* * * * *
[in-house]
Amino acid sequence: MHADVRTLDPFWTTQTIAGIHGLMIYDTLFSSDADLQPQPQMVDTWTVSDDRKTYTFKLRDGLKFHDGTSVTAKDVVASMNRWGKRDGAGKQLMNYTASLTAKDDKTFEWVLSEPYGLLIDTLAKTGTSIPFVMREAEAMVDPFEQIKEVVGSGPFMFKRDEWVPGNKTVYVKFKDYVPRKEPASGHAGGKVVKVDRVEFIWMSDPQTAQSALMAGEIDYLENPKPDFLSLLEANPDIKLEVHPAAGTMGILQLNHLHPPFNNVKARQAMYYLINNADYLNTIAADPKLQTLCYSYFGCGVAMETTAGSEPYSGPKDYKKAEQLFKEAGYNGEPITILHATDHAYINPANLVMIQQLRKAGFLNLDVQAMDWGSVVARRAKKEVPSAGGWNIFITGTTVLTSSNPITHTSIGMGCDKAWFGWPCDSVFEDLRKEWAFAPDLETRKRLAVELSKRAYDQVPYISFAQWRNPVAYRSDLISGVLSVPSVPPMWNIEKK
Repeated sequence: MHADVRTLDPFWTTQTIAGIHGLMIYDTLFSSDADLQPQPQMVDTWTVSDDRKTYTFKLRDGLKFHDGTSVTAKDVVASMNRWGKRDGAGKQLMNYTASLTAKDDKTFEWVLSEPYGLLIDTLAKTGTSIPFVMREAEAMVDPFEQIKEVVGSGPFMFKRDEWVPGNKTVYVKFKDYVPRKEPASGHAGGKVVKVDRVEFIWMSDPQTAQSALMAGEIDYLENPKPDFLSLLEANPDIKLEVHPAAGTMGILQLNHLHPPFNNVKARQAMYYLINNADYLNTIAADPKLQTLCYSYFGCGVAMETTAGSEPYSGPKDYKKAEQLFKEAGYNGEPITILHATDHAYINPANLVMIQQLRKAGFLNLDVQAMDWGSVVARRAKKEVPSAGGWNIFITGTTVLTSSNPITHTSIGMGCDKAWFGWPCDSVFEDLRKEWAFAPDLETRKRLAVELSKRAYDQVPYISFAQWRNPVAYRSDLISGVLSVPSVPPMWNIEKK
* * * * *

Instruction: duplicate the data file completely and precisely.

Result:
[in-house]
Amino acid sequence: MHADVRTLDPFWTTQTIAGIHGLMIYDTLFSSDADLQPQPQMVDTWTVSDDRKTYTFKLRDGLKFHDGTSVTAKDVVASMNRWGKRDGAGKQLMNYTASLTAKDDKTFEWVLSEPYGLLIDTLAKTGTSIPFVMREAEAMVDPFEQIKEVVGSGPFMFKRDEWVPGNKTVYVKFKDYVPRKEPASGHAGGKVVKVDRVEFIWMSDPQTAQSALMAGEIDYLENPKPDFLSLLEANPDIKLEVHPAAGTMGILQLNHLHPPFNNVKARQAMYYLINNADYLNTIAADPKLQTLCYSYFGCGVAMETTAGSEPYSGPKDYKKAEQLFKEAGYNGEPITILHATDHAYINPANLVMIQQLRKAGFLNLDVQAMDWGSVVARRAKKEVPSAGGWNIFITGTTVLTSSNPITHTSIGMGCDKAWFGWPCDSVFEDLRKEWAFAPDLETRKRLAVELSKRAYDQVPYISFAQWRNPVAYRSDLISGVLSVPSVPPMWNIEKK
Repeated sequence: MHADVRTLDPFWTTQTIAGIHGLMIYDTLFSSDADLQPQPQMVDTWTVSDDRKTYTFKLRDGLKFHDGTSVTAKDVVASMNRWGKRDGAGKQLMNYTASLTAKDDKTFEWVLSEPYGLLIDTLAKTGTSIPFVMREAEAMVDPFEQIKEVVGSGPFMFKRDEWVPGNKTVYVKFKDYVPRKEPASGHAGGKVVKVDRVEFIWMSDPQTAQSALMAGEIDYLENPKPDFLSLLEANPDIKLEVHPAAGTMGILQLNHLHPPFNNVKARQAMYYLINNADYLNTIAADPKLQTLCYSYFGCGVAMETTAGSEPYSGPKDYKKAEQLFKEAGYNGEPITILHATDHAYINPANLVMIQQLRKAGFLNLDVQAMDWGSVVARRAKKEVPSAGGWNIFITGTTVLTSSNPITHTSIGMGCDKAWFGWPCDSVFEDLRKEWAFAPDLETRKRLAVELSKRAYDQVPYISFAQWRNPVAYRSDLISGVLSVPSVPPMWNIEKK